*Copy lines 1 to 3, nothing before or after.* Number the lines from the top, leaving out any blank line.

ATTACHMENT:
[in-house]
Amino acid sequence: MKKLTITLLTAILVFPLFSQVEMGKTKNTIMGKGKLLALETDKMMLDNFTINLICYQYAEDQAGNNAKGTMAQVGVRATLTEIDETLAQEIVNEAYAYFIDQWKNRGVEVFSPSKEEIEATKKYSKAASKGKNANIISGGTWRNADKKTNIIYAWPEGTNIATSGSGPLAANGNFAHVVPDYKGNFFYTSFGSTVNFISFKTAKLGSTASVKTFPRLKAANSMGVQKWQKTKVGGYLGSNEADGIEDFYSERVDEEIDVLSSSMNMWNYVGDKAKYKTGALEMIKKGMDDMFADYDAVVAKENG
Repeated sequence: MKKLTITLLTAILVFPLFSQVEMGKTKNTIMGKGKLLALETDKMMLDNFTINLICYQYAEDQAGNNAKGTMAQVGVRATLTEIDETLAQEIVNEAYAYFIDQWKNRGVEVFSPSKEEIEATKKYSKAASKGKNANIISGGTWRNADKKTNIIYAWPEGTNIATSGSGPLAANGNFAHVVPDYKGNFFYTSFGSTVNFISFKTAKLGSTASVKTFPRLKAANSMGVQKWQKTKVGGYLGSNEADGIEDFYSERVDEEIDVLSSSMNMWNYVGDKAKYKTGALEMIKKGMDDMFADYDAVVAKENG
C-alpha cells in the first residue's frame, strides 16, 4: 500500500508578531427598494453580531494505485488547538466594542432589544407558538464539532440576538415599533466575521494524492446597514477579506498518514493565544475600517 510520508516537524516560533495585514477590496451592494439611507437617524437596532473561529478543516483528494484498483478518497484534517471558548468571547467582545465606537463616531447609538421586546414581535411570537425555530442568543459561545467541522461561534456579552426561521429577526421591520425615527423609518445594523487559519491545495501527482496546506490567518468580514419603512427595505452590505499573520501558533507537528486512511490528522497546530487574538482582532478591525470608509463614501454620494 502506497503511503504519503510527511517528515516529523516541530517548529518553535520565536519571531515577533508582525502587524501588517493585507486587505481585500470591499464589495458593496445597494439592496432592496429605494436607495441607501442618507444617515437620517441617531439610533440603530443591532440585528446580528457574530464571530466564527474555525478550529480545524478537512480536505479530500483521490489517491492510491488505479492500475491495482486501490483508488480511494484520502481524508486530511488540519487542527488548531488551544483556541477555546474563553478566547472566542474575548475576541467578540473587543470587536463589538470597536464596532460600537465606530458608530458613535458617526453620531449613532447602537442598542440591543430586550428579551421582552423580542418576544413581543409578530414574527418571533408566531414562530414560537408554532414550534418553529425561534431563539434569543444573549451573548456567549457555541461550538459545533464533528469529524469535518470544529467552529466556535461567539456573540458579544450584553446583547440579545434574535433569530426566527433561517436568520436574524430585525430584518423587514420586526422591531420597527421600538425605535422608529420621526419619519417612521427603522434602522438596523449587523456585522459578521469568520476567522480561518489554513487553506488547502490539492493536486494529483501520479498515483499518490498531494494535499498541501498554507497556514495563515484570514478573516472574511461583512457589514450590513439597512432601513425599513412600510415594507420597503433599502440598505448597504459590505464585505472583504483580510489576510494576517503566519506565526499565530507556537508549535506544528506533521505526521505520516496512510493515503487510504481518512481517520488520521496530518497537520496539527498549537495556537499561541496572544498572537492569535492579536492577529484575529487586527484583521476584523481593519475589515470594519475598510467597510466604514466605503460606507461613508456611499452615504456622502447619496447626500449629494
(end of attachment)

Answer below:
[in-house]
Amino acid sequence: MKKLTITLLTAILVFPLFSQVEMGKTKNTIMGKGKLLALETDKMMLDNFTINLICYQYAEDQAGNNAKGTMAQVGVRATLTEIDETLAQEIVNEAYAYFIDQWKNRGVEVFSPSKEEIEATKKYSKAASKGKNANIISGGTWRNADKKTNIIYAWPEGTNIATSGSGPLAANGNFAHVVPDYKGNFFYTSFGSTVNFISFKTAKLGSTASVKTFPRLKAANSMGVQKWQKTKVGGYLGSNEADGIEDFYSERVDEEIDVLSSSMNMWNYVGDKAKYKTGALEMIKKGMDDMFADYDAVVAKENG
Repeated sequence: MKKLTITLLTAILVFPLFSQVEMGKTKNTIMGKGKLLALETDKMMLDNFTINLICYQYAEDQAGNNAKGTMAQVGVRATLTEIDETLAQEIVNEAYAYFIDQWKNRGVEVFSPSKEEIEATKKYSKAASKGKNANIISGGTWRNADKKTNIIYAWPEGTNIATSGSGPLAANGNFAHVVPDYKGNFFYTSFGSTVNFISFKTAKLGSTASVKTFPRLKAANSMGVQKWQKTKVGGYLGSNEADGIEDFYSERVDEEIDVLSSSMNMWNYVGDKAKYKTGALEMIKKGMDDMFADYDAVVAKENG